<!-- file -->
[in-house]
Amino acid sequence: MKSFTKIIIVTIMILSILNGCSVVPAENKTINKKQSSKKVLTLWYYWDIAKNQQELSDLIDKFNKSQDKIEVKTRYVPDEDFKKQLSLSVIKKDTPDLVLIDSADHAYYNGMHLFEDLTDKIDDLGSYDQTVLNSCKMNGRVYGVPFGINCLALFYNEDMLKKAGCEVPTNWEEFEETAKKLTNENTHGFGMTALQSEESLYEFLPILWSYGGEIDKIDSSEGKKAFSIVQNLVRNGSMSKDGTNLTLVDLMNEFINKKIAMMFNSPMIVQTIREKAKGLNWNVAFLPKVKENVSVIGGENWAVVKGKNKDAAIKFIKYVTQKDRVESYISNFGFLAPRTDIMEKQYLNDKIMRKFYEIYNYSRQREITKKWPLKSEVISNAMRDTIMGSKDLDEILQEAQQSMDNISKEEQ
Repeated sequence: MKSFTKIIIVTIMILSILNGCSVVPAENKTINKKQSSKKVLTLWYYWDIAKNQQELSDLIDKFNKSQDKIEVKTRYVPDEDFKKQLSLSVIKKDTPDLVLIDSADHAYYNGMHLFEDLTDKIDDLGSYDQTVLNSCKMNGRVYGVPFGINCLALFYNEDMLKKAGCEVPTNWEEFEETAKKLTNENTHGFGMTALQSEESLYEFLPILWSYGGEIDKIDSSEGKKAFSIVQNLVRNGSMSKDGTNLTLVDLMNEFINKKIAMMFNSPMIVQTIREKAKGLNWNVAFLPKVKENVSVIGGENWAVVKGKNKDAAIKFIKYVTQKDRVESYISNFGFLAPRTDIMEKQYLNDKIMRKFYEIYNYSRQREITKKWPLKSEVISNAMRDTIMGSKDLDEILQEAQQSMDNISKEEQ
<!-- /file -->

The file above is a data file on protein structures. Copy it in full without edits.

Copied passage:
[in-house]
Amino acid sequence: MKSFTKIIIVTIMILSILNGCSVVPAENKTINKKQSSKKVLTLWYYWDIAKNQQELSDLIDKFNKSQDKIEVKTRYVPDEDFKKQLSLSVIKKDTPDLVLIDSADHAYYNGMHLFEDLTDKIDDLGSYDQTVLNSCKMNGRVYGVPFGINCLALFYNEDMLKKAGCEVPTNWEEFEETAKKLTNENTHGFGMTALQSEESLYEFLPILWSYGGEIDKIDSSEGKKAFSIVQNLVRNGSMSKDGTNLTLVDLMNEFINKKIAMMFNSPMIVQTIREKAKGLNWNVAFLPKVKENVSVIGGENWAVVKGKNKDAAIKFIKYVTQKDRVESYISNFGFLAPRTDIMEKQYLNDKIMRKFYEIYNYSRQREITKKWPLKSEVISNAMRDTIMGSKDLDEILQEAQQSMDNISKEEQ
Repeated sequence: MKSFTKIIIVTIMILSILNGCSVVPAENKTINKKQSSKKVLTLWYYWDIAKNQQELSDLIDKFNKSQDKIEVKTRYVPDEDFKKQLSLSVIKKDTPDLVLIDSADHAYYNGMHLFEDLTDKIDDLGSYDQTVLNSCKMNGRVYGVPFGINCLALFYNEDMLKKAGCEVPTNWEEFEETAKKLTNENTHGFGMTALQSEESLYEFLPILWSYGGEIDKIDSSEGKKAFSIVQNLVRNGSMSKDGTNLTLVDLMNEFINKKIAMMFNSPMIVQTIREKAKGLNWNVAFLPKVKENVSVIGGENWAVVKGKNKDAAIKFIKYVTQKDRVESYISNFGFLAPRTDIMEKQYLNDKIMRKFYEIYNYSRQREITKKWPLKSEVISNAMRDTIMGSKDLDEILQEAQQSMDNISKEEQ